• Hi MilkyWay90, welcome to our site. This is a good start, but it's lacking one thing: supporting evidence. You've provided a definition, but there's no link or reference to indicate that you haven't simply made up the definition yourself. You'll give yourself a much greater chance of upvotes if you edit your post to cite the source of the definition and add a link to it. For further guidance, see How to Answer and take the EL&U Tour. :-) Commented Jun 7, 2019 at 0:30
  • @Chappo Great, thanks! I will update my answer as soon as I get done with my work
    – MilkyWay90
    Commented Jun 7, 2019 at 2:15

I think megalomaniac comes close to what you are referring to:

someone who has an unnaturally strong wish for power and control, or thinks that they are much more important and powerful than they really are.

(Cambridge Dictionary)

  • Thanks for the input. I thought about that and also delusions of grandeur but what I am looking for is not that the person believes that he is all that; instead his abilities not being in line with his desires.
    – Vectorizer
    Commented Jun 4, 2019 at 19:32
  • @Vectorizer - you say “whose ambitions or aspirations far exceed his means or abilities
    – user 66974
    Commented Jun 4, 2019 at 19:40
  • Yes, he is aspiring to but not believing that he actually is (just yet at least)
    – Vectorizer
    Commented Jun 4, 2019 at 19:46
  • A megalomaniac is someone normally who has an obsessive desire for power.
    – rghome
    Commented Jun 5, 2019 at 15:46

A phrase I have often heard in that context is Head in the clouds.

Head in the clouds

- (plural heads in the clouds) (figuratively, usually with have or with) Used to indicate that a person has fantastic or impractical dreams

  • Interesting! I've always heard this as an indication that someone is flighty or lacks focus. Welcome to EL&U and thanks for your answer. Commented Jun 5, 2019 at 15:57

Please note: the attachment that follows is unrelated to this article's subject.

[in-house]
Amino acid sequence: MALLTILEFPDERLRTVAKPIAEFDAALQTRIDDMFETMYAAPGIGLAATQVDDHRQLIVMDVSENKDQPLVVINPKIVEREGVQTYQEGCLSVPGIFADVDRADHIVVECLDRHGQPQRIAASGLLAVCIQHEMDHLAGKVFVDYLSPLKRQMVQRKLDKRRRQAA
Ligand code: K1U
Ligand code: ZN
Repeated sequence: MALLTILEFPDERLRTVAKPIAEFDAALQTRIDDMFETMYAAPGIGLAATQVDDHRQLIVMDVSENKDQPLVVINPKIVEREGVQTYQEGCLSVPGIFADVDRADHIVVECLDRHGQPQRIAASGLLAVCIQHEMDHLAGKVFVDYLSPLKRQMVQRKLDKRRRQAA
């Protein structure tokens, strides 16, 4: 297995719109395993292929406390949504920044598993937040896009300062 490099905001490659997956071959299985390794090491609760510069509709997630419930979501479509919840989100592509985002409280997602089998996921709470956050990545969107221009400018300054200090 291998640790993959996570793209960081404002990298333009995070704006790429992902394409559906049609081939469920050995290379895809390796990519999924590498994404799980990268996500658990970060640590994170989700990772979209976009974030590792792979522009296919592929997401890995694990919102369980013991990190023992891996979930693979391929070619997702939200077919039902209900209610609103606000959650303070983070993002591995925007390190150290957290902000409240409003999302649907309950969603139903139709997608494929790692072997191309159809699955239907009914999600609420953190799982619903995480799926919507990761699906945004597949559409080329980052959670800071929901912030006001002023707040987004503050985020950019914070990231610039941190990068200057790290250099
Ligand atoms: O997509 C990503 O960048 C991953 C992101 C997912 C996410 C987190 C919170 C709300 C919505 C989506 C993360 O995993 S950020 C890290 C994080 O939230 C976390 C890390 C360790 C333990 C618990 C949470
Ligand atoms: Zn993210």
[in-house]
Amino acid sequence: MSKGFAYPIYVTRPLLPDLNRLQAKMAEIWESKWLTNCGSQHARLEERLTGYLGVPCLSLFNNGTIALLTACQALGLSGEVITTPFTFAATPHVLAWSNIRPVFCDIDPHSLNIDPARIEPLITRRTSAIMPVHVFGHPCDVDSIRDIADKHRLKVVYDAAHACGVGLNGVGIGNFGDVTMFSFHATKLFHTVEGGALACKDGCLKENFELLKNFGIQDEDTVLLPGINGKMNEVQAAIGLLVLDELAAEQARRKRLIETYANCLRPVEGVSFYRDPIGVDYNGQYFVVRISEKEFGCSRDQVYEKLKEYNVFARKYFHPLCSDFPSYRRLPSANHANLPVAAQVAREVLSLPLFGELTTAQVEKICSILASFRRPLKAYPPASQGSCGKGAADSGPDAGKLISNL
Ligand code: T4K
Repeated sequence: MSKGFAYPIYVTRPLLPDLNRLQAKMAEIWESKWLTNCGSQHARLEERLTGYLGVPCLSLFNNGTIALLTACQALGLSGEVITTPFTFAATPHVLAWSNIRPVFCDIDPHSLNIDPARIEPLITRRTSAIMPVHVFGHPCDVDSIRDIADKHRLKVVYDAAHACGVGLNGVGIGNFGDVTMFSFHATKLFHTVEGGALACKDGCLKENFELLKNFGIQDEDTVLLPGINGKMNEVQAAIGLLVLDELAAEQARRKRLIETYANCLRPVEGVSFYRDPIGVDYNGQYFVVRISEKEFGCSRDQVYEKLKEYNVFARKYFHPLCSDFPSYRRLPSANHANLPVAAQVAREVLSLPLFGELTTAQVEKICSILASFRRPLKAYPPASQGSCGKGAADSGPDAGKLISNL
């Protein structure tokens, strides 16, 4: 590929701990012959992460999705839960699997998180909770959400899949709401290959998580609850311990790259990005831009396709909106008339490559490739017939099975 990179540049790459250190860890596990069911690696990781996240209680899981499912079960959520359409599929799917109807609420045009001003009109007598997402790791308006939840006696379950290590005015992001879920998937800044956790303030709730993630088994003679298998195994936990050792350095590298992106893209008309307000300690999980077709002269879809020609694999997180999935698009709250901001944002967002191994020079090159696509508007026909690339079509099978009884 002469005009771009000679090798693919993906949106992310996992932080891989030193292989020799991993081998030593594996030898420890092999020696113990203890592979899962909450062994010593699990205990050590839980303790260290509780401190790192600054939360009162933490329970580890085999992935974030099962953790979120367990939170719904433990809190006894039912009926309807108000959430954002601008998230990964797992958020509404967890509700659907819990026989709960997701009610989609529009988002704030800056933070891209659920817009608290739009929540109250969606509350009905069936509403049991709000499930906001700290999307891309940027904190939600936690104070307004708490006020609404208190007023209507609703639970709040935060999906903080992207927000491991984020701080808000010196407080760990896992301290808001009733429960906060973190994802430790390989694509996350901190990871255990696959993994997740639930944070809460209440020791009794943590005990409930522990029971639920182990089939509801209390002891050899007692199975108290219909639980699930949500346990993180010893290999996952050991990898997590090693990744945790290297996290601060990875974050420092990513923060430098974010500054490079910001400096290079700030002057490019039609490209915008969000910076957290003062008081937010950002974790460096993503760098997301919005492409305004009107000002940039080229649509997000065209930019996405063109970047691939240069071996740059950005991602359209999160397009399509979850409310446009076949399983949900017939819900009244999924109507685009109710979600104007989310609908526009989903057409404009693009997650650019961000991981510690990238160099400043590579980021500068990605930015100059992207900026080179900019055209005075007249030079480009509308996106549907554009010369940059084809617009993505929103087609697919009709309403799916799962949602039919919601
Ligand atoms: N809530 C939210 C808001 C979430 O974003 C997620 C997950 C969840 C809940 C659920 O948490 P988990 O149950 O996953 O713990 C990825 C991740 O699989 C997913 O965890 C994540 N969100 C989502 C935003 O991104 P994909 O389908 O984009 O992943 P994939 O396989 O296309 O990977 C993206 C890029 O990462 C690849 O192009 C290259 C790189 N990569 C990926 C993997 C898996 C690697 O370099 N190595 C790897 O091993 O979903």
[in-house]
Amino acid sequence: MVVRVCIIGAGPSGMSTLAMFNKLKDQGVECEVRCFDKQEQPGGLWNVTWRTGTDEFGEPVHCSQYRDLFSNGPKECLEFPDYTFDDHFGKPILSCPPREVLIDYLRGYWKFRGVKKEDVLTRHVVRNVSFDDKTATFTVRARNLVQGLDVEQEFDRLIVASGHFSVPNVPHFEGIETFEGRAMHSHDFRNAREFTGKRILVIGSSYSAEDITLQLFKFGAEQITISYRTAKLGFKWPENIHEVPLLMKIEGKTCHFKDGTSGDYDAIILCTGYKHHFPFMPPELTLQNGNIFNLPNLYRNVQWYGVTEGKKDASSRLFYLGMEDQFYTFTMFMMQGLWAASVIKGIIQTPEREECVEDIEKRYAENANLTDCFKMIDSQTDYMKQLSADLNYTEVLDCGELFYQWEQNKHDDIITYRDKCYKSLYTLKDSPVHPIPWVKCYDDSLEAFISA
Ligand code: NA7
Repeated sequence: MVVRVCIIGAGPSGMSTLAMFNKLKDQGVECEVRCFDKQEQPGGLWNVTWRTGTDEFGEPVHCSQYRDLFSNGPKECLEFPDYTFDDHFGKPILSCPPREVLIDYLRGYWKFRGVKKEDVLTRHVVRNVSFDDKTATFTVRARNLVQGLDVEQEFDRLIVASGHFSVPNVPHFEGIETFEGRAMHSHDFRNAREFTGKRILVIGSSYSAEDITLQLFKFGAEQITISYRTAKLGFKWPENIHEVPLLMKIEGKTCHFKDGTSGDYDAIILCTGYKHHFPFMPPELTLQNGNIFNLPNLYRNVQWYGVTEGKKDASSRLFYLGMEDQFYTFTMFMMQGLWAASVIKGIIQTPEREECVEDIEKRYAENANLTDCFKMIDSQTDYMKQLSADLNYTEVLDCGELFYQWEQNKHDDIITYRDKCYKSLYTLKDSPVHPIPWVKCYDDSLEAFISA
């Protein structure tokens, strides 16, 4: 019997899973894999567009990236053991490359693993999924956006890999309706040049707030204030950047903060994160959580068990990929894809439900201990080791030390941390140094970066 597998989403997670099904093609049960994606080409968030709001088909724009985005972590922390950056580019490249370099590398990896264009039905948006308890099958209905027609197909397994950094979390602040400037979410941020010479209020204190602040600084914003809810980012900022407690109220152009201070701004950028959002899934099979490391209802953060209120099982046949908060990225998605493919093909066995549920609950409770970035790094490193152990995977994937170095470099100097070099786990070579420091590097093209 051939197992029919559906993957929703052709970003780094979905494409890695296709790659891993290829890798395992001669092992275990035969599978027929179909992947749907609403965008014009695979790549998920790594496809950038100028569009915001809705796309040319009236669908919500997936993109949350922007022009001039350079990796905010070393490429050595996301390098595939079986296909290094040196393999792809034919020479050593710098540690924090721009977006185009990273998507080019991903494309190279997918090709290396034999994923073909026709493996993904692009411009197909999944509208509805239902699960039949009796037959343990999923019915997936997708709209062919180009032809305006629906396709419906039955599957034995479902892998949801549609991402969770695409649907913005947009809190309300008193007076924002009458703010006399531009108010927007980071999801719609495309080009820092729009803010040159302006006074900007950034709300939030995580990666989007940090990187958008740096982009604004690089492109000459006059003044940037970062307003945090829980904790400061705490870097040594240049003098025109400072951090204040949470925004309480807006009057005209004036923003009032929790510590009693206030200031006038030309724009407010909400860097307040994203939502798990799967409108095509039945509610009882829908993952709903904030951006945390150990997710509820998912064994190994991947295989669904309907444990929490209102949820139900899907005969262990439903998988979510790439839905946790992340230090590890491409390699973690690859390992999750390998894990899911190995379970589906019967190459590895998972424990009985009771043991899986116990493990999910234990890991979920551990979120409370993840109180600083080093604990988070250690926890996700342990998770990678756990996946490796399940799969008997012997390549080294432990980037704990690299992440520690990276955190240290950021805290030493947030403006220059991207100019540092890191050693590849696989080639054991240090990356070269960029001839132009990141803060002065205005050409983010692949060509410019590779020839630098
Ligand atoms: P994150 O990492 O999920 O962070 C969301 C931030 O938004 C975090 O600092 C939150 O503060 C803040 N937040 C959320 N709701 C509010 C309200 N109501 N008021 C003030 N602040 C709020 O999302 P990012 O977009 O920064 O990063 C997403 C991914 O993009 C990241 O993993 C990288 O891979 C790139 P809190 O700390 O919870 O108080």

There is a term in the psychological literature that might apply here or could be adapted for your use. The Dunning-Kruger effect is a cognitive bias in which a person believes their abilities are stronger than they actually are. See the wikipedia entry here for more information: https://en.wikipedia.org/wiki/Dunning%E2%80%93Kruger_effect

This term seems to have the "disconnect from reality" emphasis that you mentioned you were looking for in the comments too.

For example, you might write something such as:

The candidate, having years of experience in politics believed she had the election won. She was certain she was better able to connect emotionally with voters, but when the results were tallied, she had lost to a political neophyte. The Dunning-Kruger effect, it seems, had robbed her of the election.

(Personal writing)

As empirical evidence of meta-ignorance, I describe the Dunning–Kruger effect, in which poor performers in many social and intellectual domains seem largely unaware of just how deficient their expertise is. Their deficits leave them with a double burden—not only does their incomplete and misguided knowledge lead them to make mistakes but those exact same deficits also prevent them from recognizing when they are making mistakes and other people choosing more wisely.

Dunning, David. Chapter five - The Dunning–Kruger Effect: On Being Ignorant of One's Own Ignorance. Advances in Experimental Social Psychology. V44 (2011), p247-96.


You could say that his plans or ambitions are "grandiose". For example, the artilleryman in The War of the Worlds "briefly persuades [the narrator] of a grandiose plan to rebuild civilization by living underground".


I have heard the term " Would be could be " This is somebody that would be great if he could be but he really cannot be anything other than mediocre .